Commentary: Postelection, be grateful and make peace
By Marybeth Hagan Thanksgiving couldn't have come soon enough after this recent election season. The presidential race between Donald Trump and Hillary Clinton, and the divisive identity politics that went with it, split us apart. We the People are broken into the factions the Founding Fathers feared. To become one nation indivisible again, we'd best be grateful.
By Marybeth Hagan
Thanksgiving couldn't have come soon enough after this recent election season.
The presidential race between Donald Trump and Hillary Clinton, and the divisive identity politics that went with it, split us apart. We the People are broken into the factions the Founding Fathers feared. To become one nation indivisible again, we'd best be grateful.
Thankfulness for beloved family members and friends, and those who share our political views and preferences, is easy. The same cannot always be said about appreciating people with whom we have our differences, personal or political. Practicing gratitude leads one to see the good in others, which leads people to agree to disagree respectfully, a.k.a. civility.
Plus, with an attitude of gratitude, one often finds the silver lining in adversity.
And yes, believe it or not there is a silver lining to the tumult caused by the presidential election of 2016. It was evident everywhere I went in the days following the election. People gathered on streets and in shops and in bars and at churches, rather than under the cover of social media, and talked face-to-face about the upset. There was none of the usual chatter about pursuits of happiness like TV shows, sports, movies, restaurants or vacation spots. This election awakened us from our stupor. As a people, we're finally focused on the well-being of our country. We seem determined to hold our elected leaders accountable. We're even showing signs of being patriotic.
My heart went out to a number of sincerely distressed voters with whom I spoke after the election. Some appeared to be dazed, as if they were in a state of shock. A few seemed fearful. One was close to tears. To their credit, these people weren't throwing postelection temper tantrums on Narberth's main street as demonstrators in other places did.
Still, I must admit to being somewhat bewildered by the intensity of their disappointment. Was it because these voters, like most of the pollsters and the press, assumed Hillary Clinton was a shoo-in for president? Or was it because they had invested too much hope in Clinton, as if she was some sort of a female deity? If the election had gone the other way and Trump lost, would his supporters have been so dazed and devastated?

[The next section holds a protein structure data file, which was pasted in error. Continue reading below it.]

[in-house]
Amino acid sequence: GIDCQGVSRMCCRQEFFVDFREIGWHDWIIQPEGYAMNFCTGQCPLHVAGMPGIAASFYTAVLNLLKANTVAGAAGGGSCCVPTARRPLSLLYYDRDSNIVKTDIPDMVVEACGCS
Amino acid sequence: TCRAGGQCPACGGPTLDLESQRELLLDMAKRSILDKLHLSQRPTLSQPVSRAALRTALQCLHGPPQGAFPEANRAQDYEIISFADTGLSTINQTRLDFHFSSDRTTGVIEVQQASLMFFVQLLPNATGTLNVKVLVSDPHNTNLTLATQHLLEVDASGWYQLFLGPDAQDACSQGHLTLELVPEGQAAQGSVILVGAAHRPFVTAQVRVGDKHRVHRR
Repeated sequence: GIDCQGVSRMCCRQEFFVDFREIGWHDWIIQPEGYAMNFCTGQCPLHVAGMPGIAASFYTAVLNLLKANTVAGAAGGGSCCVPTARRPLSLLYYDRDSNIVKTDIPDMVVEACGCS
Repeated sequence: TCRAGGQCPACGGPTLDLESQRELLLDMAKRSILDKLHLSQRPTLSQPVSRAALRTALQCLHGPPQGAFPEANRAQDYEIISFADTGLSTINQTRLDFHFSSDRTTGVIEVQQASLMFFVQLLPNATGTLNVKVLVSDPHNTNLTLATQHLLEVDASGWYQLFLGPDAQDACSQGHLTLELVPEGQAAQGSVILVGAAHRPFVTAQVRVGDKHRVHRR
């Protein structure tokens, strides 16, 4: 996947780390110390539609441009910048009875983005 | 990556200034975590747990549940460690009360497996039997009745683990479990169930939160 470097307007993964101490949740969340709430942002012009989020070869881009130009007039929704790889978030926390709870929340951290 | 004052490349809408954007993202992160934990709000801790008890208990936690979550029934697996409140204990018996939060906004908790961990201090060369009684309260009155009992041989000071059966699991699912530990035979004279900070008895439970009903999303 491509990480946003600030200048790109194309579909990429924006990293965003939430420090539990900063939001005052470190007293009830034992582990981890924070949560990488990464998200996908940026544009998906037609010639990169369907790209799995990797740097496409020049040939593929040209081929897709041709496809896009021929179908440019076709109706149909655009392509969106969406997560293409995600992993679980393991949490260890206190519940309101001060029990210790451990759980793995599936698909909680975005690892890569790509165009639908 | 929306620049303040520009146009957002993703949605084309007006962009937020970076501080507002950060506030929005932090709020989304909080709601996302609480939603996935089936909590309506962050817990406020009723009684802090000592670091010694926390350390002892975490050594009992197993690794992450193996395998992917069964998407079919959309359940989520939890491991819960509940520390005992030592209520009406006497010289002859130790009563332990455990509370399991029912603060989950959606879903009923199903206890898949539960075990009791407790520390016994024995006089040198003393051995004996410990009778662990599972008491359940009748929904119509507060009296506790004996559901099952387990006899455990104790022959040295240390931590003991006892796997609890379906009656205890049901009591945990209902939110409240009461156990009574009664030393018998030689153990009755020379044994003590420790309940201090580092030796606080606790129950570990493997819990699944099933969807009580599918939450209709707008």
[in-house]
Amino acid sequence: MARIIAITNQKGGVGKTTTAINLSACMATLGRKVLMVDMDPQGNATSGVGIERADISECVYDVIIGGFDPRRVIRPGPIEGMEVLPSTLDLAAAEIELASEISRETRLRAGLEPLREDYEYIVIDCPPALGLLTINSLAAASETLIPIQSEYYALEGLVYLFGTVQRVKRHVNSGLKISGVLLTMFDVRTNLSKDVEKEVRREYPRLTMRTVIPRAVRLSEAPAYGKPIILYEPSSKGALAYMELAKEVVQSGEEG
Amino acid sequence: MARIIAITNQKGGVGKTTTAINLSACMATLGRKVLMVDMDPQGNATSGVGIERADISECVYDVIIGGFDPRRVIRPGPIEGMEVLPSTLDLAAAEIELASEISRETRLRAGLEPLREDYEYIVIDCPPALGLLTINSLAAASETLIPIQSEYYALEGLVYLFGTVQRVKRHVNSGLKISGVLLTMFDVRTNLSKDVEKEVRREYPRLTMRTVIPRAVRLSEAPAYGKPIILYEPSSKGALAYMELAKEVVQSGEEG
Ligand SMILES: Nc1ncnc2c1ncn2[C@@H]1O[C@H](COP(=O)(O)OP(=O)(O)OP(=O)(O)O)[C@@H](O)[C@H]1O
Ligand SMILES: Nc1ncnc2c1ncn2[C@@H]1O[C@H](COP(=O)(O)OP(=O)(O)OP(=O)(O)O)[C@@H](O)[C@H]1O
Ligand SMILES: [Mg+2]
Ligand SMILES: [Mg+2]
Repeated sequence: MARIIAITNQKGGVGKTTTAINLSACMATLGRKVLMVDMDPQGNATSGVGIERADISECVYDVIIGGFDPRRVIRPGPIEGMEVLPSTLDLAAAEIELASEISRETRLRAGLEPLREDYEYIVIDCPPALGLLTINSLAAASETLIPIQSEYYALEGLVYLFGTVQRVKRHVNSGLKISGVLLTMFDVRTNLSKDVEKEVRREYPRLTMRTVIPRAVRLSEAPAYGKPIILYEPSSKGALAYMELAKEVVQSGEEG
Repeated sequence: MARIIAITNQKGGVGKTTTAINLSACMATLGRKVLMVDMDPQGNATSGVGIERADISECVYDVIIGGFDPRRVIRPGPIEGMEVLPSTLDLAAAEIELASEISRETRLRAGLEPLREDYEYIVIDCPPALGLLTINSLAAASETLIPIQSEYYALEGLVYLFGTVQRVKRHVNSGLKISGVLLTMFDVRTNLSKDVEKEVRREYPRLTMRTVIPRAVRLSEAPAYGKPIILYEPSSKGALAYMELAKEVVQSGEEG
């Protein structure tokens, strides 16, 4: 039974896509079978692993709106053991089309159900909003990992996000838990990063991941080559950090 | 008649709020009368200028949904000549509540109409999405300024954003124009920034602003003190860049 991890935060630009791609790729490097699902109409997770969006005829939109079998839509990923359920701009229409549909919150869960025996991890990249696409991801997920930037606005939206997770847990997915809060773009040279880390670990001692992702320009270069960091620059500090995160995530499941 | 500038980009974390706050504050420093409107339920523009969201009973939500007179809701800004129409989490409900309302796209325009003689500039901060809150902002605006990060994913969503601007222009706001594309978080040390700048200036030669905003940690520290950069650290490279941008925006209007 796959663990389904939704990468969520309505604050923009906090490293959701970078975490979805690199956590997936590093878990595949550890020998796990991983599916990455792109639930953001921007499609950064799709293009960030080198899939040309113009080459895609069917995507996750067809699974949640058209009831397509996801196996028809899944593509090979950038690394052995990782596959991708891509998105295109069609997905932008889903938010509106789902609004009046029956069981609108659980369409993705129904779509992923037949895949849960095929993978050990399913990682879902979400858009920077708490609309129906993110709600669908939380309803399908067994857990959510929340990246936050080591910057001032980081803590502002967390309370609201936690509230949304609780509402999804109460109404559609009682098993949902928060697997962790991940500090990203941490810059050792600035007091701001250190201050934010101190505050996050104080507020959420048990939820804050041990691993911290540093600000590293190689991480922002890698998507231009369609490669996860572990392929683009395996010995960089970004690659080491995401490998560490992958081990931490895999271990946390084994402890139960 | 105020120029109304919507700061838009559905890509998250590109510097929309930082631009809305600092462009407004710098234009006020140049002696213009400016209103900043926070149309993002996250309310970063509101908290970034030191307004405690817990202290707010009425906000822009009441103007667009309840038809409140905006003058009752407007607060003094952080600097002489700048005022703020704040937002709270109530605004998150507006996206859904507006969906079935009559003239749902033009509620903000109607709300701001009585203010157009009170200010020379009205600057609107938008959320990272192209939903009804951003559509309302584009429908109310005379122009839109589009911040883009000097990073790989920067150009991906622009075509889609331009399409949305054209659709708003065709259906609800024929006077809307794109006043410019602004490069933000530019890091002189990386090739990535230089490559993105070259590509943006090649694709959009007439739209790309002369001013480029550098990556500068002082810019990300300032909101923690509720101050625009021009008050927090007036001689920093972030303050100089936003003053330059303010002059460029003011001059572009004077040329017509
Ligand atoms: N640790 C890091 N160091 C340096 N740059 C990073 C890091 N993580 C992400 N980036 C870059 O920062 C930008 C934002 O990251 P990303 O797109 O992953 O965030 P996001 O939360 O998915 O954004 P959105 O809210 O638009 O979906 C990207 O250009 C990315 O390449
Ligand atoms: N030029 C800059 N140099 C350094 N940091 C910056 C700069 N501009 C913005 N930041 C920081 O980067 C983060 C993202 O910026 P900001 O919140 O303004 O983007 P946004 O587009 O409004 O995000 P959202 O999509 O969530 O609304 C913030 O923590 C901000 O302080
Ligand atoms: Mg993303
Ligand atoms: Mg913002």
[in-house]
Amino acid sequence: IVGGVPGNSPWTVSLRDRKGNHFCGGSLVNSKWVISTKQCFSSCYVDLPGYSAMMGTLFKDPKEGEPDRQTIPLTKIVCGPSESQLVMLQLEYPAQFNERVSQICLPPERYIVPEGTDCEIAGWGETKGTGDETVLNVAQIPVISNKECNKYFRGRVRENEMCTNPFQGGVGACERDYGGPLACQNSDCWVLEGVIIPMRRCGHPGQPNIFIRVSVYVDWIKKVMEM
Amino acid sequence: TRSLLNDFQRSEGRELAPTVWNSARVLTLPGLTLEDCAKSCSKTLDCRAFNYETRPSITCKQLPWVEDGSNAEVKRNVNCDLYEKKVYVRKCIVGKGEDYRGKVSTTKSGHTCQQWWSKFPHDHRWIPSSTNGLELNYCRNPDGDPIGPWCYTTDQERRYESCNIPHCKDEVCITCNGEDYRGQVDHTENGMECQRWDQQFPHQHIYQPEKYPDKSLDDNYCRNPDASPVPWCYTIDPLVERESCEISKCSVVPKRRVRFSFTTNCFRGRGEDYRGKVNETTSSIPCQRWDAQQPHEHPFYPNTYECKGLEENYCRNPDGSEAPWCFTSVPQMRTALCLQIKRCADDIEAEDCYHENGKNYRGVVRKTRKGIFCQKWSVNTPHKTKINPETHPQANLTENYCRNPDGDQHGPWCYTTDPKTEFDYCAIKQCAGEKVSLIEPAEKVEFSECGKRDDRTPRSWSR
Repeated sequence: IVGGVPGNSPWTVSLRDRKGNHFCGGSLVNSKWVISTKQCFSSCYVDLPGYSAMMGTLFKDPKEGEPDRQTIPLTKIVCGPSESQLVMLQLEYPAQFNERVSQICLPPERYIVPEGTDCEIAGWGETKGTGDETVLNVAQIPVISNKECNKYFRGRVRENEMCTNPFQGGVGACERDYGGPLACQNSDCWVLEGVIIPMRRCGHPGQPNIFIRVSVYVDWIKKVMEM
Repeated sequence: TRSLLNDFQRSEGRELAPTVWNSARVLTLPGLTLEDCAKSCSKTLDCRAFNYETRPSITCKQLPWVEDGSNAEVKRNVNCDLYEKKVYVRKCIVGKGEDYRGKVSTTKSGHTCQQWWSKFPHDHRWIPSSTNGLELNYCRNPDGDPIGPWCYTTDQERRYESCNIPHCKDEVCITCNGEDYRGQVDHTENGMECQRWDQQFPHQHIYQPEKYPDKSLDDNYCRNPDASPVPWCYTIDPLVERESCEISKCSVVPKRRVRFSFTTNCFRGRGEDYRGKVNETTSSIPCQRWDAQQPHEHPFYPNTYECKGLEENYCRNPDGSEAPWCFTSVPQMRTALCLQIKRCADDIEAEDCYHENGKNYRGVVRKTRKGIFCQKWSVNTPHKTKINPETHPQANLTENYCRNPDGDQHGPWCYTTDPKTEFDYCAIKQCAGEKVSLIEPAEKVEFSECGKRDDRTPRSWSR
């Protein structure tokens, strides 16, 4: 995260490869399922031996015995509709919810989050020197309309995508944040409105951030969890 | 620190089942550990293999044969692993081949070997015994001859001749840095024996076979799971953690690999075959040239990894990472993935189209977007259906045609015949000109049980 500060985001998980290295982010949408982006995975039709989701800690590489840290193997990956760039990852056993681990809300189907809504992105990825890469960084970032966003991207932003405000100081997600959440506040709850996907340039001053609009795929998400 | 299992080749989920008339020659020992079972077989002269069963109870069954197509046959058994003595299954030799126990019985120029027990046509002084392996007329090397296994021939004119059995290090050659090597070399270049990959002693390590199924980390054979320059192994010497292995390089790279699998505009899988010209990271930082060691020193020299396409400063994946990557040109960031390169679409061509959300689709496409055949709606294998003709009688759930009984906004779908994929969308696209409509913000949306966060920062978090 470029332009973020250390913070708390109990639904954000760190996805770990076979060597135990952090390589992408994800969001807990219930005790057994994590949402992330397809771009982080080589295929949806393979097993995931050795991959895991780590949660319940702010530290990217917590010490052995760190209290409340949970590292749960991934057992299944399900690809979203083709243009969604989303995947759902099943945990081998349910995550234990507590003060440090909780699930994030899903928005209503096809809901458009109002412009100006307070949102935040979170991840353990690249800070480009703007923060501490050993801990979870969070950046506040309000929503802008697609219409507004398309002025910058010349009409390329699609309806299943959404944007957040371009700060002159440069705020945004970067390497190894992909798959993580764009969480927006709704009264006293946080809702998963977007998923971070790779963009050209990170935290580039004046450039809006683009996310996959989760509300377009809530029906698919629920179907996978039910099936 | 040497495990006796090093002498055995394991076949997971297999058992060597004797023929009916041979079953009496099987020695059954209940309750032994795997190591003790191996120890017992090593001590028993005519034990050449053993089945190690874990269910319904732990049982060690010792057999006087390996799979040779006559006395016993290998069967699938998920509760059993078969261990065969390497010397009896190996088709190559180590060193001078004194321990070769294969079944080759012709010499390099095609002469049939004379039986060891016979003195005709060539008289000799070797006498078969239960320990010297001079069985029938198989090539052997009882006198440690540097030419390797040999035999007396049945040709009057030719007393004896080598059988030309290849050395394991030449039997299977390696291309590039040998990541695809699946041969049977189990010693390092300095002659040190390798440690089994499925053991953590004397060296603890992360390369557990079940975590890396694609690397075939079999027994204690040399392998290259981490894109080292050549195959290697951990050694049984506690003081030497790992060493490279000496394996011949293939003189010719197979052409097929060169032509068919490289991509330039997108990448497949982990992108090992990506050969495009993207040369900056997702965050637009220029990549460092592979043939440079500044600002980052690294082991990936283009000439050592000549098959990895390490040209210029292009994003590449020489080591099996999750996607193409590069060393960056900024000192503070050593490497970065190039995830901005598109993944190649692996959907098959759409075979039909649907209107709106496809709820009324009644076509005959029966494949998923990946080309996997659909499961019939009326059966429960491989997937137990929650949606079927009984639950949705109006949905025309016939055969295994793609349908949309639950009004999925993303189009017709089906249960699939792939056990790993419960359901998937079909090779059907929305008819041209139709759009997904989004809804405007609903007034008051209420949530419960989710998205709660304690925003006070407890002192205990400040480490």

Life teaches us the limits to our control of its outcomes. None of us know for sure what tomorrow will bring. This presidential election brought these truths to light. We've been humbled. But humility can go a long way. It might even bring more of us to our knees.
Why not model this Thanksgiving on pilgrim-style progressiveness?
The earliest settlers initiated Thanksgiving in 1621 by first thanking God. They focused on what they had, a plentiful harvest, not on their hardships. The pilgrims were equally thankful to the Almighty for newly found friendship with the Wampanoag Native people, who were instrumental in the settlers' survival. This relationship was based on mutual need. The Wampanoags were weakened by plague due to diseases that earlier European traders brought ashore. So natives and newcomers put aside their differences and showed one another respect.
This Thanksgiving, surely we can all agree to be grateful for "the Blessings of Liberty to ourselves and our Posterity." When our founders composed and signed the U.S. Constitution in 1787, they established freedoms for us that would be dreams-come-true for souls suffering under tyrannical rulers in other lands. Yes, we shamed ourselves in allowing the scourge of slavery onto our shores until it was outlawed by the Thirteenth Amendment in 1865. Still, the Preamble never promised a perfect Union. It begins, "We the People of the United States, in Order to form a more perfect Union." With God's grace, courageous patriots like the late Rev. Martin Luther King Jr. taught us how to peacefully strive for further perfection in our land.
Continued efforts to form a more perfect Union will be futile if we are a nation divided.
When the British tax-imposing Townshend Acts of 1767 created political strife, John Dickinson, the Founding Father who was dubbed the "penman of the Revolution," composed "The Liberty Song" to encourage the colonists. Dickinson wrote:
Then join hand in hand, brave Americans all,
By uniting we stand, by dividing we fall;
In so righteous a Cause let us hope to succeed,
For Heaven approves of each generous Deed.
Thank God the presidential election is finally behind us. Let's count our lucky stars and stripes this Thanksgiving and make partisan peace with one another.
Marybeth Hagan is a writer in Merion Station. firstname.lastname@example.org